This measure would apply in respect of income from numerous zero-emission technology manufacturing or processing activities listed in Budget 2021, including:
- solar energy conversion equipment, excluding passive solar heating equipment;
- wind energy conversion equipment;
- water energy conversion equipment;
- geothermal energy equipment;
- equipment for a ground source heat pump system;
- electrical energy storage equipment used for storage of renewable energy or for providing grid-scale storage or other ancillary services;
- zero-emission vehicles (including conversion of vehicles into zero-emission vehicles);
- batteries and fuel cells for zero-emission vehicles;
- electric vehicle charging systems and hydrogen refuelling stations for vehicles;
- equipment used for the production of hydrogen by electrolysis of water;
- hydrogen by electrolysis of water; and
- solid, liquid, or gaseous fuel (e.g., wood pellets, renewable diesel and biogas) from either carbon dioxide or specified waste material, excluding the production of by-products which is a standard part of another industrial or manufacturing process.
Manufacturing of components or sub-assemblies will be eligible only if such equipment is purpose-built or designed exclusively to form an integral part of the relevant system. Eligible income would be determined as a proportion of “adjusted business income” determined by reference to the corporation’s total labour and capital costs that are used in eligible activities.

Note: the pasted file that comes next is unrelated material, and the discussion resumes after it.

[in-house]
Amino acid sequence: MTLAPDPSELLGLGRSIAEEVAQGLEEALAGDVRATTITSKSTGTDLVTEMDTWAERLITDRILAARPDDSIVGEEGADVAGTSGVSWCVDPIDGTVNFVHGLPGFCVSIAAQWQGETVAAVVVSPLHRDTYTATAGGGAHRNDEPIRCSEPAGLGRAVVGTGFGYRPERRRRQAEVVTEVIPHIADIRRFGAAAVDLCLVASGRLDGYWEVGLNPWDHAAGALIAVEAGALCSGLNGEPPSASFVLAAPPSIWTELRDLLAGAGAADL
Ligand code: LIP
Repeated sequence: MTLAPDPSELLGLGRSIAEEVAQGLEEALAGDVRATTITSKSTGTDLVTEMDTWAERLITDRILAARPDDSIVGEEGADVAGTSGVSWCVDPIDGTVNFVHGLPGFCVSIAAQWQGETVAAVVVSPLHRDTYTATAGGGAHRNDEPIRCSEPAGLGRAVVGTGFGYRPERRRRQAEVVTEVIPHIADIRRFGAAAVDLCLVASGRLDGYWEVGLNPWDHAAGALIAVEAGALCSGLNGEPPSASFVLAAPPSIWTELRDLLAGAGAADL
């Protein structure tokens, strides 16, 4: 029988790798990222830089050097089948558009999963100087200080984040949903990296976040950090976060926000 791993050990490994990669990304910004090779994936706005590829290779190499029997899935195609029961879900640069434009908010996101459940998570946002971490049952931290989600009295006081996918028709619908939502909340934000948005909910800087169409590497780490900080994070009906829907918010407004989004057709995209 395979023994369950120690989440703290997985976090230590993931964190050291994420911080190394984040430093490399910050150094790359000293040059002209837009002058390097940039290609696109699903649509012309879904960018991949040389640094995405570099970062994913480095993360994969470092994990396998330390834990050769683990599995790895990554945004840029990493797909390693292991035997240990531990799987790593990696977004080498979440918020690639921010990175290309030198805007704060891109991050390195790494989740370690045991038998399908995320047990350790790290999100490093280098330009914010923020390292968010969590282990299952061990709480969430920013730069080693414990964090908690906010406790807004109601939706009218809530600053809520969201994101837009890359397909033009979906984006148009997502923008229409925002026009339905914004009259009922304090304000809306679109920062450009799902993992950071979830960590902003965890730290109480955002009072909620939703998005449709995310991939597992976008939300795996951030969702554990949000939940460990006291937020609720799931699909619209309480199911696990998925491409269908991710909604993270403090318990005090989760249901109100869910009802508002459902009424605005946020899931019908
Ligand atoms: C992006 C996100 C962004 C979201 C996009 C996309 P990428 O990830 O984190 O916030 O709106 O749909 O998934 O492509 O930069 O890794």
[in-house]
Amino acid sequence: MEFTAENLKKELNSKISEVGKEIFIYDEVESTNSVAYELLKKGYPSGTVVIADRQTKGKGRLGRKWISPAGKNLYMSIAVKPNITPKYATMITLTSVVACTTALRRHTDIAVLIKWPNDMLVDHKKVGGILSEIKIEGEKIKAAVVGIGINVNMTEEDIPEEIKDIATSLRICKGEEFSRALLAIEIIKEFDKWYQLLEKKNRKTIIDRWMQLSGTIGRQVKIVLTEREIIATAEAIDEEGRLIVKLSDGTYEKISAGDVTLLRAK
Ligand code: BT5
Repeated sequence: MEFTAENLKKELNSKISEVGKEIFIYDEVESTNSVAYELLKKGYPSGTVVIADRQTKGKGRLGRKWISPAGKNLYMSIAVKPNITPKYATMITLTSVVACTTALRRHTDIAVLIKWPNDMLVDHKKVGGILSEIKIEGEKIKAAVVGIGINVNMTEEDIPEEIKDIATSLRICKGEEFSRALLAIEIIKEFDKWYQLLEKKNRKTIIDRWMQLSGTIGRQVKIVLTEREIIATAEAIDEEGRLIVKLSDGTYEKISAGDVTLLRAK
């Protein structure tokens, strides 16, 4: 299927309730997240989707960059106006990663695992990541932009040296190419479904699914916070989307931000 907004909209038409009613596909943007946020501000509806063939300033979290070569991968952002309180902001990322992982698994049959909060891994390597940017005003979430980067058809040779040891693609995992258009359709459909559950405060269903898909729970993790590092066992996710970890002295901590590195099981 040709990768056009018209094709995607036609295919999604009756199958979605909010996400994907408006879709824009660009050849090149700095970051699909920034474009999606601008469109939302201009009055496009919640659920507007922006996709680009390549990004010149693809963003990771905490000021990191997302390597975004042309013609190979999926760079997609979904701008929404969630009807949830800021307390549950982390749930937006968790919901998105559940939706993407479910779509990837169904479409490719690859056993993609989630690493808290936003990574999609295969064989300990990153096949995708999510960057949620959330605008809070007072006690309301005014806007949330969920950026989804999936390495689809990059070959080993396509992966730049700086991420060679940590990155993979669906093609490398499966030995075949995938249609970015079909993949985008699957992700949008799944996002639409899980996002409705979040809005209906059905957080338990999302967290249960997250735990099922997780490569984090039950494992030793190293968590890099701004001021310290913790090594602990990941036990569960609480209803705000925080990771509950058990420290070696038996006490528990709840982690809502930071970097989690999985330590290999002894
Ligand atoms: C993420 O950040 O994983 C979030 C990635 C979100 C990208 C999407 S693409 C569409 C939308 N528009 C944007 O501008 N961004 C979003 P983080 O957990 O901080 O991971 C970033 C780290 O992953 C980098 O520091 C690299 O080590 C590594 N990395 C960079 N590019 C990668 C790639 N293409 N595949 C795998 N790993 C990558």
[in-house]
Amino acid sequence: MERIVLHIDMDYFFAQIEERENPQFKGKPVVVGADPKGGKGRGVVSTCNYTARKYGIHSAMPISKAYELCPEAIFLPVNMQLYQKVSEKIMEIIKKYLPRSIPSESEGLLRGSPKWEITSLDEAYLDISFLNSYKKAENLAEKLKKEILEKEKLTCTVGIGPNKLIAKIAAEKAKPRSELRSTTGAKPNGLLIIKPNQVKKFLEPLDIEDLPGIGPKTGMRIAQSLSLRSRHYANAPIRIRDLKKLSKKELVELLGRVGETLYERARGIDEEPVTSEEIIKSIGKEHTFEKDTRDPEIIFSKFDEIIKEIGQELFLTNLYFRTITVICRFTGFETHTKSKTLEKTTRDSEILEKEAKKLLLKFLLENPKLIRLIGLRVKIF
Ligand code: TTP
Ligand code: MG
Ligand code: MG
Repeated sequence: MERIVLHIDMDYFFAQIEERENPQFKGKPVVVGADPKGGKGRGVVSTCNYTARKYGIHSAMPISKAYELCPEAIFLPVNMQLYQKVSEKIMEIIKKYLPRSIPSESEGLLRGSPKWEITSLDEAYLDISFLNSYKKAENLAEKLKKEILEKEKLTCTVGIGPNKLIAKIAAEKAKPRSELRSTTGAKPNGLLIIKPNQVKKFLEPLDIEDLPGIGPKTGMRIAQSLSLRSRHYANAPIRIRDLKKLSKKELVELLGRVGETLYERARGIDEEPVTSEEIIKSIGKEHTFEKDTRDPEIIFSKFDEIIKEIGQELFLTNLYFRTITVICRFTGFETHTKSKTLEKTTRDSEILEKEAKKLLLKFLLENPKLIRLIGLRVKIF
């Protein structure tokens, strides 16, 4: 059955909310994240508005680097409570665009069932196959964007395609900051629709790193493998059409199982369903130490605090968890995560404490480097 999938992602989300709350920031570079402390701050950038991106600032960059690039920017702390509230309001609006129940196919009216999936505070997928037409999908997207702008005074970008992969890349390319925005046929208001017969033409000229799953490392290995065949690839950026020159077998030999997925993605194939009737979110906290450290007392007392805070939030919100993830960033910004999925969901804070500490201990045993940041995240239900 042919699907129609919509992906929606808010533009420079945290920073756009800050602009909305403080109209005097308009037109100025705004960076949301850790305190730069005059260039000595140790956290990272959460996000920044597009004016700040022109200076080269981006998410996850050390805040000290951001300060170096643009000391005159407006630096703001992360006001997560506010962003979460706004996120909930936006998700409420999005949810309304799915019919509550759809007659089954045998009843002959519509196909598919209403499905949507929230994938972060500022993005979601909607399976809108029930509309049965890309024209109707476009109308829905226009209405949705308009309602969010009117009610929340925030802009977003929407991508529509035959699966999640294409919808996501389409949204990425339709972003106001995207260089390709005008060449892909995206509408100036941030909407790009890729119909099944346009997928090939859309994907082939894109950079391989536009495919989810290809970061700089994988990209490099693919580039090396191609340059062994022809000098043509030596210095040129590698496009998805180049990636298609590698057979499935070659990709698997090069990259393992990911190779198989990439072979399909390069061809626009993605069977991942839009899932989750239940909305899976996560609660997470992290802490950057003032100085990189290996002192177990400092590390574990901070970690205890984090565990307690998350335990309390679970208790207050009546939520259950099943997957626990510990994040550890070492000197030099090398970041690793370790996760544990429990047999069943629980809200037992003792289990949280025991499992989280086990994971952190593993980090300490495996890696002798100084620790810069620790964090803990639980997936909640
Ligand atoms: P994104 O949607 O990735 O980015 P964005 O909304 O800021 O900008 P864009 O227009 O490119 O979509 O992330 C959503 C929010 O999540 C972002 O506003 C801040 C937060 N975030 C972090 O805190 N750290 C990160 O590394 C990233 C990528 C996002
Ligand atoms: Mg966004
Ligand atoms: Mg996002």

Credits originally announced will be extended for 12 months as COVID has limited the ability to be accessed.
Amendments confirming that CRA officials would have the authority to require persons to answer all proper questions, and to provide all reasonable assistance, for any purpose related to the administration or enforcement of the relevant statute. The amendments would also provide that CRA officials have the authority to require persons to respond to questions orally or in writing, including in any form specified by the relevant CRA official. Note that this is not a new measure but will now be passed through legislation.
The budget allocates $4 billion to help small and medium-size businesses digitize and take advantage of e-commerce opportunities. Funding of $1.4 billion will be managed through the newly created Canada Digital Adoption Program and the Business Development Bank of Canada will allocate $2.6 billion of these funds to help companies finance technology
Through the Venture Capital Catalyst Program, the budget provides additional funding for venture capital for start-ups, as well as expanded funding for research and assistance for an additional 2,500 small and medium-sized businesses, through the Industrial Research Assistance Program.
No change proposed.
Enhancements to CWB are to be made by increasing the phase-out thresholds for individuals without dependents and families (from $13,194 to $22,944 and from $17,522 to $26,177, respectively in 2021). Moreover, changes would be made to the disability supplement’s phase-in and reduction rates as well as the reduction threshold.